Reading Facebook posts from Palestinian friends, EAs and former EAs, I am nostalgic for the time I spent there. Speaking to a group of senior citizens here in Portland, I remember the good times – and the sorrows. And then it comes to me, this is autumn – a time for remembering, and, in Palestine, olive harvest time.
I’ve never been there during the olive harvest. The year that I was supposed to go (2011), I was in the hospital and had to turn the trip over to my friend, Betty, who led 20 people to Wadi Fukin for the olive harvest – and to other Israeli and Palestinian sites to meet and talk to the people.
In 2012 I was in Palestine in the autumn, but in November, when the olive harvest was but a memory, and I was focusing on the people and the issues of the Occupation.
|In April olives are tiny buds
My EA experience was in the spring. I saw olive trees putting out their silvery green leaves, and watched them being nurtured by farmers going through agricultural gates into the “seam zone.” In April, the olives are tiny buds, with but a bare promise of what the harvest will bring.
But now – oh to be in Palestine now and to see the growers spread clothes under the trees and to gently shake the olives from the branches! It’s a time of rejoicing, a time of work and a time of satisfaction when (if!) the olives are successful harvested.
Sadly, for many farmers, olive harvest is a time of bitter tears – a time of mourning for what is lost. Many trees have been destroyed – some by settlers uprooting them, burning them, or dumping sewage on them - some by the inability for the farmer to care for them.
|It's easy to destroy an olive tree
Under the draconian regulations that overlay land in the so-called “seam zone” (that no-man’s land between the Wall and the actual border between Israel and Palestine), farmers have limited access to their land or, indeed in many cases, have no access at all. Even with limited access, it is impossible to properly care for the land. Olive trees cannot be pruned, or watered – and the neglected trees bear crops of far lesser quantity and quality than those that have been nurtured for the entire season.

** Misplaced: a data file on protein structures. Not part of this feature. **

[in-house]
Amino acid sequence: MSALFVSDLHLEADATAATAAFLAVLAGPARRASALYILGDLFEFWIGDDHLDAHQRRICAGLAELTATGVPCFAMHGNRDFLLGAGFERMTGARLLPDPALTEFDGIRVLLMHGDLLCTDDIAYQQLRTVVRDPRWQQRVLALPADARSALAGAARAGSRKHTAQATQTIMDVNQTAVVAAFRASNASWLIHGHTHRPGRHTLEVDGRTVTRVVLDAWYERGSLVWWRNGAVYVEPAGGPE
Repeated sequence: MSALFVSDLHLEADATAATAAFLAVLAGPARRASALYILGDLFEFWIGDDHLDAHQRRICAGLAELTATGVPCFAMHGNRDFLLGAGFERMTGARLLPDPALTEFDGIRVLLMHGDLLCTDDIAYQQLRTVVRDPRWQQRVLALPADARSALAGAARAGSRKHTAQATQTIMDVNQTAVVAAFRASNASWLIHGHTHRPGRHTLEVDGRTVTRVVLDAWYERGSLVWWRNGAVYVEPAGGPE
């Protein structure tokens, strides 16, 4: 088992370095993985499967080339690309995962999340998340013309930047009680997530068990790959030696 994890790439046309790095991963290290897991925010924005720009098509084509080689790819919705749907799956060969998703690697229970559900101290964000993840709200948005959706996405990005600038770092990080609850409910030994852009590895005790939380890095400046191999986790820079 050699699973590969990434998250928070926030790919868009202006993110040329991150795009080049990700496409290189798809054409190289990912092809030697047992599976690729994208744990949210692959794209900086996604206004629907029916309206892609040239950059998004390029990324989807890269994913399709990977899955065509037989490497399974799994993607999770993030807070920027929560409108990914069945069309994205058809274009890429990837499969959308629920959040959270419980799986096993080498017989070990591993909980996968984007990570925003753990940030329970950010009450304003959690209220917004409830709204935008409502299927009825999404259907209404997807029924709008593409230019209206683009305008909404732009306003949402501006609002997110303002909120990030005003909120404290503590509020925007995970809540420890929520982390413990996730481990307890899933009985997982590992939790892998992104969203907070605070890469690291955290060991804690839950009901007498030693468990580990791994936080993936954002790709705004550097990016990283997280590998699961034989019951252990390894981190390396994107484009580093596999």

Olive harvest is a time of great excitement in the West Bank. Volunteers come from across the globe to help bring in the olives. Olive trees are part of the land – part of the land that was lost in the Nakba, and part of the land that binds Palestinians to stay in a place where they have deep roots, yet are not wanted by the current (Israeli) occupiers of that land.
I read recently that 80,000 olive trees were destroyed in Palestine in the past year. This is a huge loss for a people whose livelihood depends upon the land – and to whom the olive trees are almost a part of the family. It is easy to destroy an olive tree. A bulldozer, a spark in the dry desert heat, sewage draining from a nearby settlement, a fence that keeps the caretakers away.
|Olives ready for harvest
It is not as easy to destroy a people. The Palestinians have roots that are older and deeper than those of the most ancient olive trees – their forefathers were there 2,000 years ago and they have no intention of leaving the land.
Because of the Wall and the restrictions of transporting commercial items through the checkpoints, with a few exceptions, farmers are limited in where they can sell their crops. One of the happy exceptions is Canaan Fair Trade, an agricultural cooperative that produces olive oil and other food products, and markets them in the U.S. and Europe. In the Portland area, as in many other places, they are sold at local churches and at Whole Foods.
Next time you eat an olive, please give a thought to the Palestinian farmers!